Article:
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A Bigger Picture of the Stock Market: S&P 500 Since 1957

This month, the famous S&P 500 index will turn 60 years old. Because of the troubling signs at the stock markets, we take a minute to zoom out and take a look at how this index has evolved over the decades.

Following the Standard & Poor’s 500 stock market index’s performance since its launch in March 1957, you are left wondering whether the steep mountain that has piled up since the 1980s is admirable or depressing. When you look at the bigger picture over the past 60 years, the question arises if the most recent headlines about the stock market woes somehow miss the point. You can clearly make out the two most severe recent crashes: the Dot-Com Bubble that started bursting in 2000 and the Financial Crisis that took hold late in 2007.

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The S&P is based on the market capitalization of 500 large domestic companies listed on the NYSE or NASDAQ. Formerly called the Composite Index, and later Standard & Poor’s Composite Index, the index had first been launched on a small scale in 1923, it began tracking 90 stocks in 1926 and expanded to the current 500 in 1957. Here’s an overview of other stock market indices.

Infographic: A Bigger Picture of the Stock Market | Statista You will find more infographics at Statista


Stock market indices – Statistics & Facts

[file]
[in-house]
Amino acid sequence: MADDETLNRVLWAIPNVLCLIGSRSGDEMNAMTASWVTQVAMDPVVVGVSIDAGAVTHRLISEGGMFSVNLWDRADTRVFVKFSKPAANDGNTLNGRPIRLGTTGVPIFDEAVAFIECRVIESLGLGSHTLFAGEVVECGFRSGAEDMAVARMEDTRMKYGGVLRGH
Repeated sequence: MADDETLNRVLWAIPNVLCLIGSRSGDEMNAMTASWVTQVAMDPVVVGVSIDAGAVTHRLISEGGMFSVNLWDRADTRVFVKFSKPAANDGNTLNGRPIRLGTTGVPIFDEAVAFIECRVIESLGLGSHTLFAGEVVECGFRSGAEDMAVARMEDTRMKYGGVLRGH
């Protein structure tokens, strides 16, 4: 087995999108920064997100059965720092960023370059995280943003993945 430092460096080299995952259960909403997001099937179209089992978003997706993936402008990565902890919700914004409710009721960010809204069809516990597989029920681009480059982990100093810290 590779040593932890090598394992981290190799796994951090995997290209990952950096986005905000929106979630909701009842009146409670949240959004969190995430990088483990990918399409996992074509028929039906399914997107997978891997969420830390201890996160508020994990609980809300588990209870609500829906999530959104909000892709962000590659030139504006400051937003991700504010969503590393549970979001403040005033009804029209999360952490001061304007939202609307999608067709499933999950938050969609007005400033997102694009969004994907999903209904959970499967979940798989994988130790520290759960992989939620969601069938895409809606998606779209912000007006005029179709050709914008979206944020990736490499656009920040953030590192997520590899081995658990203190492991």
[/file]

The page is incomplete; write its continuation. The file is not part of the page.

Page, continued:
Most countries all over the world have a stock exchange where both local and international companies are traded. A stock exchange facilitates the trading process and allows the prices of the listed companies to be defined by the laws of supply and demand. The number of traded companies usually ranges between a couple of hundred in less developed financial markets to as many as a couple of thousand in the mature markets. It would be a very time-consuming task to examine the performance of the leading companies in a given country in order to assess the stock market sentiment, not to mention to track the market performance on various global stock exchanges. That is why the stock indices prove to be so useful.

A stock market index measures the performance of a segment of the stock market. It is calculated based on the prices (and often market capitalization) of the companies which belong to the index.

Global indices are a benchmark of the international stocks performance. MSCI World, for example, consists of leading companies from developed countries all over the world.

The Dow Jones Industrial Average index (DJIA) is one of the oldest and most well known indices worldwide. In the beginning the index was composed of industrial stocks (hence the name), but today its constituents are thirty leading U.S. companies from various industry sectors.

In Europe, the most popular country indices are FTSE 100 (UK), CAC 40 (France) and DAX 30 (Germany). Also, the Euro Stoxx 50 index, composed of the Eurozone blue chips, is traced by global market participants.

In Asia, the main indices are, among others, Nikkei 225 (Japan) and the Shanghai Stock Exchange Composite index (China).




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